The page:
On-line education here we come

On-line education here we come McGill University

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McGill Reporter
September 13, 2001 - Volume 34 Number 01
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Home > McGill Reporter > Volume 34: 2001-2002 > September 13, 2001 > On-line education here we come

On-line education here we come

With a rash of high profile dot com failures in the last few months, signing on to a commercial on-line university venture would seem to run counter to common sense.

That is just what McGill, as a partner in Universitas 21, has agreed to do with Thomson Learning, forming a new company called U21 Global.

It is a decision not without controversy -- former Universitas 21 member University of Toronto has backed out, raising eyebrows amongst faculty concerned about the deal's implications on their work. And McGill might well be investing $500,000 in a venture that doesn't take off.

"This is a risk that we're taking," concedes Principal Bernard Shapiro. "We think the benefits -- if they come -- will be valuable to us. We believe the investment is worth it."

This is an area of education that McGill needs to learn more about, reasons Shapiro. By partnering with institutions that have more experience in putting together distance education programs, McGill hopes to develop its own expertise.

It's one of the reasons why McGill joined Universitas 21 in the first place. The organization -- which has member universities in Canada, the U.S., U.K., Australia and Asia -- was founded in the hopes that working together, they could establish a viable virtual university that would be prohibitively expensive for any one institution to establish on its own.

McGill's share of the project's start up cost is relatively small -- Universitas 21 is making a $25 million contribution in total. Thomson Learning is contributing another $25 million. U21 Global will initially target Asia as a market, and later possibly South America. Many parts of the project are undecided, but early plans may include offering an MBA degree.

While Shapiro says that he hopes that McGill will be able to learn from the project, the University of Toronto has said no thanks.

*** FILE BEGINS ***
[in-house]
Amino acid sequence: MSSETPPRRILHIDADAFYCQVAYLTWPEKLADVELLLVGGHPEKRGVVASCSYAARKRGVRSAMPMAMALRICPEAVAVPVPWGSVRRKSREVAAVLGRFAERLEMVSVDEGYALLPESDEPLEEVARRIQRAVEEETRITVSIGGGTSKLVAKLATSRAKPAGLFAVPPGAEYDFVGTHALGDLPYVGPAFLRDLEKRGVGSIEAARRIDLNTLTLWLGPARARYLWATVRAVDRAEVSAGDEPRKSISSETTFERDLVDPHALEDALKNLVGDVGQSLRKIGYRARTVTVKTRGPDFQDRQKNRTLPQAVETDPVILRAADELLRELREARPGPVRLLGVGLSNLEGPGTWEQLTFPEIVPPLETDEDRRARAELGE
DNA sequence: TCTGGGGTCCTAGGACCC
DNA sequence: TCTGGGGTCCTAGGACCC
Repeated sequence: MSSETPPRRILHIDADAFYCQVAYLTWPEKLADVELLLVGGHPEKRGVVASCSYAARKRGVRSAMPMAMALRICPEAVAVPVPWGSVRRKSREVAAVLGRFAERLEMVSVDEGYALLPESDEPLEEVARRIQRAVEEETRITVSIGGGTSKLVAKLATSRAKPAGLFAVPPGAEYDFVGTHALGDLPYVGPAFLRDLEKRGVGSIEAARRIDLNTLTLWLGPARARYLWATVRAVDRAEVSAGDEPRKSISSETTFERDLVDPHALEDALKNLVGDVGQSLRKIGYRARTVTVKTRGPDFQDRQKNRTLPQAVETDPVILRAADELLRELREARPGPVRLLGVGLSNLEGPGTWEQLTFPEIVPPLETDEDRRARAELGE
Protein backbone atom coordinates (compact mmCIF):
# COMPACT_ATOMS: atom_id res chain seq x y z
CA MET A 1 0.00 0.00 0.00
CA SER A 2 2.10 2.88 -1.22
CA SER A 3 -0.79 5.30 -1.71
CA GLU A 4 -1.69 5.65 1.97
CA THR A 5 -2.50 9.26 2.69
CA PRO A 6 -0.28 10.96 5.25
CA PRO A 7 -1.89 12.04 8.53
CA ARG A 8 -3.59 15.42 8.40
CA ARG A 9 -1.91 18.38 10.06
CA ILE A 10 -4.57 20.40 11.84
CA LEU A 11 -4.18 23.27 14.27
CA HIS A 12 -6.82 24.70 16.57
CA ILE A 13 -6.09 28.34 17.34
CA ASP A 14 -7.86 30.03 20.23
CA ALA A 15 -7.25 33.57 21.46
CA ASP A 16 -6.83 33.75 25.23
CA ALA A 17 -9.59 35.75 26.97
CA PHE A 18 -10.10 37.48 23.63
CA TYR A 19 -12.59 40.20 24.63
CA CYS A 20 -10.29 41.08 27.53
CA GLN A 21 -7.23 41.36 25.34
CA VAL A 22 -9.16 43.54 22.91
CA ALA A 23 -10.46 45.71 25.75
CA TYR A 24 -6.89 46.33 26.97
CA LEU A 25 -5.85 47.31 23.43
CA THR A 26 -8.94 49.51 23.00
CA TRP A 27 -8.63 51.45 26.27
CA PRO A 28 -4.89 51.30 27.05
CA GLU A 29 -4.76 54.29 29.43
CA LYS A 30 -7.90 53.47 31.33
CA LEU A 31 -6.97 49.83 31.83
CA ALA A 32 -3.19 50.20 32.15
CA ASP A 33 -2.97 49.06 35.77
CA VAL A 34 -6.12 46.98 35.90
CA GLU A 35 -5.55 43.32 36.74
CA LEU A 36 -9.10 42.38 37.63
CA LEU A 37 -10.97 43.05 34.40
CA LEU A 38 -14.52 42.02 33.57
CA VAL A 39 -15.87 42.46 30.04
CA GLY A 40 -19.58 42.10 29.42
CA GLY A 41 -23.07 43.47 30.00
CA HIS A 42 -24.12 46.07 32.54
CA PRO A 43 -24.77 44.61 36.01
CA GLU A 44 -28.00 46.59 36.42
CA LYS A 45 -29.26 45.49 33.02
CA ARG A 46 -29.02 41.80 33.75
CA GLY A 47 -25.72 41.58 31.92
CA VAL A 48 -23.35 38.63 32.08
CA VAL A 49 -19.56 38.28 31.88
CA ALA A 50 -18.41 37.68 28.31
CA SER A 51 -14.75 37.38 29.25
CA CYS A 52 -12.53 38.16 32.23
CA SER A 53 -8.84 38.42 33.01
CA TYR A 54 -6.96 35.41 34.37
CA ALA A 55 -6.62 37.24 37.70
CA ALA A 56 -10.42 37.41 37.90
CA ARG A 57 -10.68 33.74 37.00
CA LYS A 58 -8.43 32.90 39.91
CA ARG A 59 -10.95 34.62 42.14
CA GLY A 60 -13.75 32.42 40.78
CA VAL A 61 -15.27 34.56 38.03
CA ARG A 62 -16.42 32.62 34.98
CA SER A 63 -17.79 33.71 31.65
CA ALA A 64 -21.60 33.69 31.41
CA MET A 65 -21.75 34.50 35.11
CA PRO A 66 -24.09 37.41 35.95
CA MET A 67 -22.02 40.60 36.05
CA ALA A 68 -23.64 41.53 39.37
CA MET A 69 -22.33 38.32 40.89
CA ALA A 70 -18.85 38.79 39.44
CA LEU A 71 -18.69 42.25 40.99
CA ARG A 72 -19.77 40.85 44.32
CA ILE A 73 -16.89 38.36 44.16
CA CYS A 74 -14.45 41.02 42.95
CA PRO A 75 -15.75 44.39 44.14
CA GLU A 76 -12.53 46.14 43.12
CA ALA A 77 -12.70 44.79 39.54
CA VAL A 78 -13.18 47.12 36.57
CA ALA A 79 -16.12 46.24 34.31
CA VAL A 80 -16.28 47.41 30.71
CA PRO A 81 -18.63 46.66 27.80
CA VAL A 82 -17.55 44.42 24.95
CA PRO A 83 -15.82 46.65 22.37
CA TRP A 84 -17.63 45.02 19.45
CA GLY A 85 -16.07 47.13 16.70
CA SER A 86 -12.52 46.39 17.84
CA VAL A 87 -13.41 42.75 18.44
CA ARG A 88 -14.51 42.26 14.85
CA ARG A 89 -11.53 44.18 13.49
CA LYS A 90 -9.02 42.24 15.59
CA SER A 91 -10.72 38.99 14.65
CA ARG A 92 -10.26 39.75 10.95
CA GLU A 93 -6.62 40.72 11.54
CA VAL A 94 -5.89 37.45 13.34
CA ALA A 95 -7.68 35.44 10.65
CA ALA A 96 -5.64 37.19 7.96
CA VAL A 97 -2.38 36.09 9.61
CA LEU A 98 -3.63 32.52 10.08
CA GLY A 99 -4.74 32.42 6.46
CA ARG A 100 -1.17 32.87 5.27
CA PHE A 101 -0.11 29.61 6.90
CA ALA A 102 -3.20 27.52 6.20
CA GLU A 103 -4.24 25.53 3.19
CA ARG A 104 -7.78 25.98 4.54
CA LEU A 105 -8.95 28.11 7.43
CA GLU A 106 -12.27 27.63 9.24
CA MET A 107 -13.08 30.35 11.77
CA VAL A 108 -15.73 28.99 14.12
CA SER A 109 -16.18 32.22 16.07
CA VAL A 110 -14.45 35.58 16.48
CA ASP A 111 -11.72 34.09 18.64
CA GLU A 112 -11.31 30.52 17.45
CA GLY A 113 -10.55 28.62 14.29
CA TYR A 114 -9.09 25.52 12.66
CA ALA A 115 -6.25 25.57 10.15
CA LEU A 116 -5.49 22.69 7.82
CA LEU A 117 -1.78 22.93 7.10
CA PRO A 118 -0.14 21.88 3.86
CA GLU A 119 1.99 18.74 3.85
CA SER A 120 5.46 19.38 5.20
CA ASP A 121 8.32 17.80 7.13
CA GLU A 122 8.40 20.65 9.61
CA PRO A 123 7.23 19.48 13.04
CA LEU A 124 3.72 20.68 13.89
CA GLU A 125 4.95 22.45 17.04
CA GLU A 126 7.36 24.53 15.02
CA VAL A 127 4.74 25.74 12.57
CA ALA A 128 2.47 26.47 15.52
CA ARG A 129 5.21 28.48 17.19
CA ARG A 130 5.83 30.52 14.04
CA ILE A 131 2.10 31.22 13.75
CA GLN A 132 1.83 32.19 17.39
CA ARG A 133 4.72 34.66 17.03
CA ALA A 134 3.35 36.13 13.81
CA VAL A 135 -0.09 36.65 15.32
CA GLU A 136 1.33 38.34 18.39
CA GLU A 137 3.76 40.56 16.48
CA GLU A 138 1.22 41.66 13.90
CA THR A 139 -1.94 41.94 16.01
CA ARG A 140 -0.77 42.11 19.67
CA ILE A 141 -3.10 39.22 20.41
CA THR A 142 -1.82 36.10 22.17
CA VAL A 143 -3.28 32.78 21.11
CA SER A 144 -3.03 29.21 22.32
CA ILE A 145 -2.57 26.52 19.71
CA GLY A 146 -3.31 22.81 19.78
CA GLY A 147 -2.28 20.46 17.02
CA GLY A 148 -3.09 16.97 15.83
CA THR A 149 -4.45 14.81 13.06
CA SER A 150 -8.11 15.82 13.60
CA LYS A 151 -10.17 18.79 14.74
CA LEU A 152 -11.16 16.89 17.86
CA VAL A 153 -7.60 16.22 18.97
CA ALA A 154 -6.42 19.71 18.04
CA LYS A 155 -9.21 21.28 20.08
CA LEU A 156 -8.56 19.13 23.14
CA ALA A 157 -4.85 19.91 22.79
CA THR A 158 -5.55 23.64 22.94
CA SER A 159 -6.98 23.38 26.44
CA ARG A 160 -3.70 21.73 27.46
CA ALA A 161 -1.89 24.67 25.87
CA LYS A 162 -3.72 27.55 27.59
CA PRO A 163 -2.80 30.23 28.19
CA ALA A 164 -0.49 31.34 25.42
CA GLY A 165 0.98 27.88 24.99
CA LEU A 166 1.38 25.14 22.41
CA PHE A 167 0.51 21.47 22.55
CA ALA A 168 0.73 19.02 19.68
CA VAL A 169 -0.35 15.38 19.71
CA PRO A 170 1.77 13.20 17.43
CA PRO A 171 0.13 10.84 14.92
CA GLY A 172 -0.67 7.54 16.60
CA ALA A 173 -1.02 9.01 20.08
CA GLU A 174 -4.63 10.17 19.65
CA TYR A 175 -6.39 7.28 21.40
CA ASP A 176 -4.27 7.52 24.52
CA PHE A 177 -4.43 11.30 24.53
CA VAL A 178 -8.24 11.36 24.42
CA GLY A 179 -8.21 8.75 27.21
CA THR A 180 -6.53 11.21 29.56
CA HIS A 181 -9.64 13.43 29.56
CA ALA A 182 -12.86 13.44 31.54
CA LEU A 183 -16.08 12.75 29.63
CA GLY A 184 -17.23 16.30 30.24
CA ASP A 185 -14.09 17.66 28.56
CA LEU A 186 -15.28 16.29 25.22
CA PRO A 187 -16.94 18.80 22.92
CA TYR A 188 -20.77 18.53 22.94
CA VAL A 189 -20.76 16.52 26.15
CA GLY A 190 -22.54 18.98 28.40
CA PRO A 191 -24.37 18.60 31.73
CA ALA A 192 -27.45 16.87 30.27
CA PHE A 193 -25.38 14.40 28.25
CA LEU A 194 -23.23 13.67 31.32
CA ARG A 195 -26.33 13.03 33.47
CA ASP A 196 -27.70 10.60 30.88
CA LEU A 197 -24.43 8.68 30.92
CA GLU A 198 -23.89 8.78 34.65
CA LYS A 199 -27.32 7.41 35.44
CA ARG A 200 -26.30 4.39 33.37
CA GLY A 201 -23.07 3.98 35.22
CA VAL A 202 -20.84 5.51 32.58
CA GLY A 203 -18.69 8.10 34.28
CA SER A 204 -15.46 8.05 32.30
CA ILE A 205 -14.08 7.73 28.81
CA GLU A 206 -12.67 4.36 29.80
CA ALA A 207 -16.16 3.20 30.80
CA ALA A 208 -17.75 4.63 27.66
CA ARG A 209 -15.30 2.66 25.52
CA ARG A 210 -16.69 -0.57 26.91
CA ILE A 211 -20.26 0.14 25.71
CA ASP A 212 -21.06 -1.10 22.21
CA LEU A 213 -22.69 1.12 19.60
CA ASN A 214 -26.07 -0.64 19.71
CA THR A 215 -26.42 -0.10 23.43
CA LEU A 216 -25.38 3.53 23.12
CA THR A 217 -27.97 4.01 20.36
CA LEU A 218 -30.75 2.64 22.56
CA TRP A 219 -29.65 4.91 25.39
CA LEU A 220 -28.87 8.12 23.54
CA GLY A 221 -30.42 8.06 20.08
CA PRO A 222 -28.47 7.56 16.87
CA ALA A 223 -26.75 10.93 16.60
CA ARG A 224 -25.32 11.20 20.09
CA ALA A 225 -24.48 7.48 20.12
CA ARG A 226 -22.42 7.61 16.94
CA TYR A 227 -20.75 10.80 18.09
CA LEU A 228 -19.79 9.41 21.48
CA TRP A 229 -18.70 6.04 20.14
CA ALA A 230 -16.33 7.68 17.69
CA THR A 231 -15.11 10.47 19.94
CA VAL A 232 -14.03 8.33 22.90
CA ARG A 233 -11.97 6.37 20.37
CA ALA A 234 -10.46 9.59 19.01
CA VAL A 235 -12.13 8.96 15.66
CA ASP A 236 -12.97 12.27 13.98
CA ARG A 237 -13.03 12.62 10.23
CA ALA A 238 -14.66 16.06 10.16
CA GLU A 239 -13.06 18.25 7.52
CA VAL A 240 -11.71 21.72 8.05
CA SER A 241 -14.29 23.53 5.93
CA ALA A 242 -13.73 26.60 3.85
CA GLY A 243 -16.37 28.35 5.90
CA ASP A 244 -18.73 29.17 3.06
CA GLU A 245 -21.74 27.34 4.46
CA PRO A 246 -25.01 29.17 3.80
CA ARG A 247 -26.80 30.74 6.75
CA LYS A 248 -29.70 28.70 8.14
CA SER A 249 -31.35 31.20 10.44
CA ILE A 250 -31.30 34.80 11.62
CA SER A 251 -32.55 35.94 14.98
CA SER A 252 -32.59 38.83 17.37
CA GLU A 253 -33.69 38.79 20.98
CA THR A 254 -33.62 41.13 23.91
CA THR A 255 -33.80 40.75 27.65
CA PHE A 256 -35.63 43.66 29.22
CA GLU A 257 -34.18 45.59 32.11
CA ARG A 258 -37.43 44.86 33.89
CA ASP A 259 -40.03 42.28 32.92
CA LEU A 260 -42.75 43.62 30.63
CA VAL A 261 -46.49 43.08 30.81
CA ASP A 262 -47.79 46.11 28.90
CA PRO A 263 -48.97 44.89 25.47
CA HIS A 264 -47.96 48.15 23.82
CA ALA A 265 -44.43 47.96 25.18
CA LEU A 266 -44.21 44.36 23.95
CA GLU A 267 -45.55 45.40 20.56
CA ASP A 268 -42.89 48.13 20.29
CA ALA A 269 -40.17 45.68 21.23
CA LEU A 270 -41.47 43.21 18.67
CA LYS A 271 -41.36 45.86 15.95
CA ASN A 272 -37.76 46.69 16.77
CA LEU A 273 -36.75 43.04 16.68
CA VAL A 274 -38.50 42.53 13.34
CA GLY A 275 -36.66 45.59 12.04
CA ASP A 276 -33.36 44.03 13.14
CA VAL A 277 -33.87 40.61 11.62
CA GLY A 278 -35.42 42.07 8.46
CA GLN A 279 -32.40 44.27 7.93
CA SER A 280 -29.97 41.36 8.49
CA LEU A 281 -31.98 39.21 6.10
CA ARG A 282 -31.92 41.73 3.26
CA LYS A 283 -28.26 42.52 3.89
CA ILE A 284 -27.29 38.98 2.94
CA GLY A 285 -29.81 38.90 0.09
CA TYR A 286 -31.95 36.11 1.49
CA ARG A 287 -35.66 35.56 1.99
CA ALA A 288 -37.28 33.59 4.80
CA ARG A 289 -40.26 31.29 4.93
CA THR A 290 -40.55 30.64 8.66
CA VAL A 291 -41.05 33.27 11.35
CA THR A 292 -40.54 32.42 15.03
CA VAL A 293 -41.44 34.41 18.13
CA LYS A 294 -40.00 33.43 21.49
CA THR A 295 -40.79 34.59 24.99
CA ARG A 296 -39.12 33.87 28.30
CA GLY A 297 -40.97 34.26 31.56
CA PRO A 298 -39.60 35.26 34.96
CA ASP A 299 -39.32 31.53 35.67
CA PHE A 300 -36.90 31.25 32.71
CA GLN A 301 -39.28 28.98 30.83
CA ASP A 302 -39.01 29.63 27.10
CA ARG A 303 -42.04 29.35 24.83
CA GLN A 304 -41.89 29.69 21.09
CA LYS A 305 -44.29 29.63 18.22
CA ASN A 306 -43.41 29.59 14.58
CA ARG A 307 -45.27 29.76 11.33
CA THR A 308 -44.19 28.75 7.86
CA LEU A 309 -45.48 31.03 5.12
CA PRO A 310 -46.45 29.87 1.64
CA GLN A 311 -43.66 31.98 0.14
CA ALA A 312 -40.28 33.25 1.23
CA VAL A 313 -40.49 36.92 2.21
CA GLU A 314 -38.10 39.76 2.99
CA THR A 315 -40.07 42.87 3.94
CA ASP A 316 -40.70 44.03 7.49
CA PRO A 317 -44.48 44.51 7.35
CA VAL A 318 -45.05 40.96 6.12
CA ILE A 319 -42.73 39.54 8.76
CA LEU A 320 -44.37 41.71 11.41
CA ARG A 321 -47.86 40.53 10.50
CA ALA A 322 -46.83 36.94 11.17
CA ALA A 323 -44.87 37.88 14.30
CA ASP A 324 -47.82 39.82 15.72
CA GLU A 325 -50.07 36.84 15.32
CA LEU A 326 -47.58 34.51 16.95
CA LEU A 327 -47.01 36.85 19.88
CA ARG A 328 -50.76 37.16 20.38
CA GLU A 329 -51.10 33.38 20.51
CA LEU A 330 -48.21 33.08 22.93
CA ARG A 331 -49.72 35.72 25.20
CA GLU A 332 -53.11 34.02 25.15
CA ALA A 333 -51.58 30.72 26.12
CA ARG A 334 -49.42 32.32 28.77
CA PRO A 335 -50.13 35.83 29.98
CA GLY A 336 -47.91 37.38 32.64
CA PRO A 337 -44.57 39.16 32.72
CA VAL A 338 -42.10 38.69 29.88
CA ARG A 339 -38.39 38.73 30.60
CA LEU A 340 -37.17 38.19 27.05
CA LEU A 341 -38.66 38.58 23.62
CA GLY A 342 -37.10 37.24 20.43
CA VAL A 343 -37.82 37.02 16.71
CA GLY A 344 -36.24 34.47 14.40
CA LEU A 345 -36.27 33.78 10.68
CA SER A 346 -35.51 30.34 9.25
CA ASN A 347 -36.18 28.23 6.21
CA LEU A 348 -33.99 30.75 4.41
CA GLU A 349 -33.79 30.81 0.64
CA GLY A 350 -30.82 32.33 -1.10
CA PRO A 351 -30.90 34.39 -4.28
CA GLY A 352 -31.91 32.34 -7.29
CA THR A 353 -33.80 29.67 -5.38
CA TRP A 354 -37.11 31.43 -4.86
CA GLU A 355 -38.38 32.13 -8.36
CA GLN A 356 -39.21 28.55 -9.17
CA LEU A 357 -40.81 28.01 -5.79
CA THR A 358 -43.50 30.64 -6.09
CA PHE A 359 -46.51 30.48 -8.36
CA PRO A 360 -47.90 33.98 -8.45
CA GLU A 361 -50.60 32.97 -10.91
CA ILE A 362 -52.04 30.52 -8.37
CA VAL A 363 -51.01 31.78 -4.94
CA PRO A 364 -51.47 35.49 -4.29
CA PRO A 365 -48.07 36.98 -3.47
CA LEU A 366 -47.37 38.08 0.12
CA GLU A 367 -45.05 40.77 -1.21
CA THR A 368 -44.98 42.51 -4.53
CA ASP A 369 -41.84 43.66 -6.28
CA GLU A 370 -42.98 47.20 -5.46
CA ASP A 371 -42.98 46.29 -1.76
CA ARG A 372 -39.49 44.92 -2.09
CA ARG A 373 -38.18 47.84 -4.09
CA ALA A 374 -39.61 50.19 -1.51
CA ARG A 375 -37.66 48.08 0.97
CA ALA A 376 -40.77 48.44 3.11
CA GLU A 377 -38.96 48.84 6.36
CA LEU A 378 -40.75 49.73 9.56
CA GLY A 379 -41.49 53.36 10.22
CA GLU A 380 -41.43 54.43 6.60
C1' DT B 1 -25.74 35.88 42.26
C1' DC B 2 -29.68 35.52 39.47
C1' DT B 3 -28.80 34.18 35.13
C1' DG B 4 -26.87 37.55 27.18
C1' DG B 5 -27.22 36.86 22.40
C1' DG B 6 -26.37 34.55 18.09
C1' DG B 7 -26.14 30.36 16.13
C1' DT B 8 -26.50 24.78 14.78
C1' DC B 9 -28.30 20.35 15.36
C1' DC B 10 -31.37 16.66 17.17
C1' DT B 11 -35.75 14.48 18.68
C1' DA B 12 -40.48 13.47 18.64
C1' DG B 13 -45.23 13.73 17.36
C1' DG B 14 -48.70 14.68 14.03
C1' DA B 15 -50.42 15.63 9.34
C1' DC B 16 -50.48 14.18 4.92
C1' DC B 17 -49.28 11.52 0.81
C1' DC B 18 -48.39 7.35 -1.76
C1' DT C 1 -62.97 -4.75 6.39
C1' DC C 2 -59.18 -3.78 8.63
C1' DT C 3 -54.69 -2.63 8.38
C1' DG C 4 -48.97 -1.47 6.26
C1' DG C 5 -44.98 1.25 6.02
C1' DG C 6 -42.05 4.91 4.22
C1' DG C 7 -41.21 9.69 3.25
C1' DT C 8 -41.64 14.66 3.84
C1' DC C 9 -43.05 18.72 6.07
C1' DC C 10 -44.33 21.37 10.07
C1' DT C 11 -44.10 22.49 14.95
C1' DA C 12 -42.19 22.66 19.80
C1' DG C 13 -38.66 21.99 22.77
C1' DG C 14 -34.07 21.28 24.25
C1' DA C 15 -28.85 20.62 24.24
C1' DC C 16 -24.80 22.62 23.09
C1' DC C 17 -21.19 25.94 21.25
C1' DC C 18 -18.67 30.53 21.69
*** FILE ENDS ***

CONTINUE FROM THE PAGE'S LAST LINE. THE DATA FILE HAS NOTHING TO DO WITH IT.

"I don't think you're going to see the University of Toronto in consortia very easily," says University of Toronto vice-president, government and institutional relations Sheldon Levy.

According to Levy, U of T pulled out over concerns about use of their name in U21 initiatives and also over the amount of time and effort these sorts of consortia can demand of their members. Furthermore, Levy says that their own internal reports have indicated that distance education applications should be used to improve existing programs, not for commercial purposes.

"It's not a comment on whether U21 is good or bad... we're not making a qualitative judgement on U21," says Levy.

However, their pullout is being pointed to on campus by professors who are worried about what the implications of the initiative are for McGill.

"I don't think that this has been thought through enough, if this is the right approach for McGill," says Professor Roger Prichard, who is head of the McGill Association of University Teachers as well as the director of the Institute of Parasitology.

Prichard says that there are concerns about intellectual property and compensation for work done for U21, as well as concerns about academic standards.

"The fact is that we're not being given enough information about this by the administration," says Prichard.

Shapiro insists that no professor will be forced to work for U21 -- the new corporation will accept proposals from professors. Those whose proposals are accepted will have a separate relationship with the new company on a consultancy basis. Academic quality will be monitored by another committee -- on which McGill representatives will sit -- called Universitas Pedagogica.

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